AIFMD

On 11 November 2010 the European Parliament adopted the Alternative Investment Fund Managers Directive (“AIFMD”). The AIFMD came into force in July 2011.

 

The AIFMD creates a regulatory framework that affects not only Private Equity structures and their managers based in the EU but also, under specific circumstances, managers and investment entities established outside the EU.

 

The AIFMD will, when implemented in the EU Member States, amongst others introduce a marketing passport (the “Passport”) permitting the distribution of Alternative Investment Funds (“AIFs”) in any Member State of the EU without additional authorisation or registration requirements and which is intended to replace, after a transitional period, the fragmented national private placement regimes (“NPPR”) currently in place in the EU for the distribution of AIFs.

 

AIFMD passport versus National Private Placement regimes

While the distribution of an AIF in the EU currently is subject to national private placement regimes (“NPPR”), the introduction of the Passport will enable an AIFM to market a Luxembourg AIF to professional investors in any Member State without additional authorisation or registration requirements. However, the new regime does provide for exemptions that will apply to a number of Luxembourg players.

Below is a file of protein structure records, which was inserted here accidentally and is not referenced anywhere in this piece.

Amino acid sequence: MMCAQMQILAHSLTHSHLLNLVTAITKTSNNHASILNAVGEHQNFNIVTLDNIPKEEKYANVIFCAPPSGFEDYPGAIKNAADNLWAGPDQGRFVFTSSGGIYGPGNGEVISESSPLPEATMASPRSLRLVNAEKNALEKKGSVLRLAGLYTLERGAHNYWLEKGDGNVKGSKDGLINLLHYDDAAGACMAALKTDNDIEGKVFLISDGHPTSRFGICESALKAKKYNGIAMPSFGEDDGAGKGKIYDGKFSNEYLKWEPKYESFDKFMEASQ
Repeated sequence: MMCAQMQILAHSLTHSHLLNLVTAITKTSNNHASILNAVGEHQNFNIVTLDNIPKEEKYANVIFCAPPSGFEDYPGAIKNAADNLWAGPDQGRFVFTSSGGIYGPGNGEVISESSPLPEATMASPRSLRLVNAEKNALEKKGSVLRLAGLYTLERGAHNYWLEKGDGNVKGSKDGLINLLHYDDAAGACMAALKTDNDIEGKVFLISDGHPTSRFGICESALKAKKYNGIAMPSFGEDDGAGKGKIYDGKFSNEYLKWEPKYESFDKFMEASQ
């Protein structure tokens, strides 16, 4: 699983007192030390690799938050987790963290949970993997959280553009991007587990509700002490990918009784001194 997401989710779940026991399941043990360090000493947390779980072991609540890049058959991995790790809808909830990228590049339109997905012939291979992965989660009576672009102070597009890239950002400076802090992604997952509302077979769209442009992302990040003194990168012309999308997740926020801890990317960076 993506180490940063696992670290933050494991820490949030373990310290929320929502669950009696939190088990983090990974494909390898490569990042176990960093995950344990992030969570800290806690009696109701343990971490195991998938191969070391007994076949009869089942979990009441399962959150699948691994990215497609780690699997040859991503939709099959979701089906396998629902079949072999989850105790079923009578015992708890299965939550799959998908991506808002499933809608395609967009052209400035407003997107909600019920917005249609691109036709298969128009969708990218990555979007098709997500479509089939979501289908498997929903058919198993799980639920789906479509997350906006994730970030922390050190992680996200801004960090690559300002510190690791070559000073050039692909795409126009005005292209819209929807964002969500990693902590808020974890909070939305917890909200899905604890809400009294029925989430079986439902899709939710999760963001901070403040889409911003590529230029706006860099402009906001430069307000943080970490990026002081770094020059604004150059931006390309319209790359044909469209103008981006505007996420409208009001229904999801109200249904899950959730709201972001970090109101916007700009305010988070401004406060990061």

These are:

  • Luxembourg funds that are managed by non EU fund managers, until NPPRs are phased out (currently foreseen for 2018).
  • Managers of some closed-ended AIFs existing at  the final date of transposition may benefit from grandfathering clauses, namely:
    1. Managers of closed-ended AIFs “which do not make any additional investments” after mid2013. 

    2. Managers of fully subscribed closed-ended AIFs which had their final close prior to July 2011 and are constituted with a maximum life that requires them to be liquidated by mid-2016 at the latest, with certain exceptions that need to be respected.
  • Small and mid-sized AIFMs falling below the de minimis thresholds of either €100 m or €500 m (leveraged and non-leveraged respectively).
  • Luxembourg SOPARFIs.
  • Luxembourg securitization vehicles.
  • Pension funds.
  • Supranational organizations such as the European Investment Bank and Investment Fund
  • The national central bank.
  • National, regional and local governments and bodies and other institutions managing funds supporting social security and pension systems.
  • Employee participation schemes. 

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